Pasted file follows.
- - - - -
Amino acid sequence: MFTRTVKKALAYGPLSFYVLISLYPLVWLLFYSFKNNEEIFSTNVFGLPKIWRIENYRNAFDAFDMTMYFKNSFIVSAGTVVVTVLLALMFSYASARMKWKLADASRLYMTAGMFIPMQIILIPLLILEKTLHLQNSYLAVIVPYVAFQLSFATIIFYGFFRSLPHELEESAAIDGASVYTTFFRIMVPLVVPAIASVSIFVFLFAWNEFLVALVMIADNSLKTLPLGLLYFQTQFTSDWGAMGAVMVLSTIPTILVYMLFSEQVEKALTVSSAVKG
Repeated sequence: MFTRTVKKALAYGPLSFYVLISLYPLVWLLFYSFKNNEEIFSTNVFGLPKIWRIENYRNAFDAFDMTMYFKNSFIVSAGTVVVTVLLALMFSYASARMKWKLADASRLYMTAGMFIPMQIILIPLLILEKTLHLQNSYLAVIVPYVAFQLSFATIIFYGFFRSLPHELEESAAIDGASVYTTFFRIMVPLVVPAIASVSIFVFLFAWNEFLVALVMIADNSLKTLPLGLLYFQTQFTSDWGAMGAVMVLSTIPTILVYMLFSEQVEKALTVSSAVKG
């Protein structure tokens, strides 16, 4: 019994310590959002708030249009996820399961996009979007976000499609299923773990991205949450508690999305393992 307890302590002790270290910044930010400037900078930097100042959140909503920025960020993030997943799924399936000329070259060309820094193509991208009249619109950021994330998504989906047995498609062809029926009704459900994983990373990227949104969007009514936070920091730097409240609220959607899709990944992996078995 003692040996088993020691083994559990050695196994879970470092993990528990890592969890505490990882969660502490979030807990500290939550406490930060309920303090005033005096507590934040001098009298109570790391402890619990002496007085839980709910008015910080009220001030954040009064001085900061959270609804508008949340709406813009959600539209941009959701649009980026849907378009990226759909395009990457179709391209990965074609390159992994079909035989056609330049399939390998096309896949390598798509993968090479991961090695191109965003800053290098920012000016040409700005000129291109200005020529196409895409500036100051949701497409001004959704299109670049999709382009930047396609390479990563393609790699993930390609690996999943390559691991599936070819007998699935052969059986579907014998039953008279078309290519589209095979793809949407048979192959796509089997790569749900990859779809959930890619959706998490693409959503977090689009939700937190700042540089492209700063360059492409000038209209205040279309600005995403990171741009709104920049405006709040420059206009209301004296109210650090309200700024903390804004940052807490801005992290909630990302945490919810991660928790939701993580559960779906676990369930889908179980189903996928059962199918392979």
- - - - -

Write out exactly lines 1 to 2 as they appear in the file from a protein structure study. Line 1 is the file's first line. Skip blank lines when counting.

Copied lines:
Amino acid sequence: MFTRTVKKALAYGPLSFYVLISLYPLVWLLFYSFKNNEEIFSTNVFGLPKIWRIENYRNAFDAFDMTMYFKNSFIVSAGTVVVTVLLALMFSYASARMKWKLADASRLYMTAGMFIPMQIILIPLLILEKTLHLQNSYLAVIVPYVAFQLSFATIIFYGFFRSLPHELEESAAIDGASVYTTFFRIMVPLVVPAIASVSIFVFLFAWNEFLVALVMIADNSLKTLPLGLLYFQTQFTSDWGAMGAVMVLSTIPTILVYMLFSEQVEKALTVSSAVKG
Repeated sequence: MFTRTVKKALAYGPLSFYVLISLYPLVWLLFYSFKNNEEIFSTNVFGLPKIWRIENYRNAFDAFDMTMYFKNSFIVSAGTVVVTVLLALMFSYASARMKWKLADASRLYMTAGMFIPMQIILIPLLILEKTLHLQNSYLAVIVPYVAFQLSFATIIFYGFFRSLPHELEESAAIDGASVYTTFFRIMVPLVVPAIASVSIFVFLFAWNEFLVALVMIADNSLKTLPLGLLYFQTQFTSDWGAMGAVMVLSTIPTILVYMLFSEQVEKALTVSSAVKG